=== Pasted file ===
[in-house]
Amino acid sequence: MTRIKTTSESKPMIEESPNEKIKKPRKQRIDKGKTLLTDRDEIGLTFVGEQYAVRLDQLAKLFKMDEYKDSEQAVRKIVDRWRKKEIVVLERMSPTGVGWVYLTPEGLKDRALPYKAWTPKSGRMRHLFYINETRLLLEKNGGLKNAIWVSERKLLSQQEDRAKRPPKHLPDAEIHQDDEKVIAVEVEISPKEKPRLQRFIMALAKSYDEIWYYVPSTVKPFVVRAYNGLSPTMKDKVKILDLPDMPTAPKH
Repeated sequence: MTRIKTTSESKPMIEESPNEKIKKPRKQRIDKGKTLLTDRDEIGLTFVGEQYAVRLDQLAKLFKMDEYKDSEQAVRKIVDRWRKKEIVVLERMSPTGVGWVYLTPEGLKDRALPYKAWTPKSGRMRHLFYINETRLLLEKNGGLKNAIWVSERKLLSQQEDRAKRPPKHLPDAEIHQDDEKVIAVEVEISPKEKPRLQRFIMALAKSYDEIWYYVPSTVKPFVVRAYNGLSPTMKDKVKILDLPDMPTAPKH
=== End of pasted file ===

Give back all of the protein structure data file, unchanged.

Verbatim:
[in-house]
Amino acid sequence: MTRIKTTSESKPMIEESPNEKIKKPRKQRIDKGKTLLTDRDEIGLTFVGEQYAVRLDQLAKLFKMDEYKDSEQAVRKIVDRWRKKEIVVLERMSPTGVGWVYLTPEGLKDRALPYKAWTPKSGRMRHLFYINETRLLLEKNGGLKNAIWVSERKLLSQQEDRAKRPPKHLPDAEIHQDDEKVIAVEVEISPKEKPRLQRFIMALAKSYDEIWYYVPSTVKPFVVRAYNGLSPTMKDKVKILDLPDMPTAPKH
Repeated sequence: MTRIKTTSESKPMIEESPNEKIKKPRKQRIDKGKTLLTDRDEIGLTFVGEQYAVRLDQLAKLFKMDEYKDSEQAVRKIVDRWRKKEIVVLERMSPTGVGWVYLTPEGLKDRALPYKAWTPKSGRMRHLFYINETRLLLEKNGGLKNAIWVSERKLLSQQEDRAKRPPKHLPDAEIHQDDEKVIAVEVEISPKEKPRLQRFIMALAKSYDEIWYYVPSTVKPFVVRAYNGLSPTMKDKVKILDLPDMPTAPKH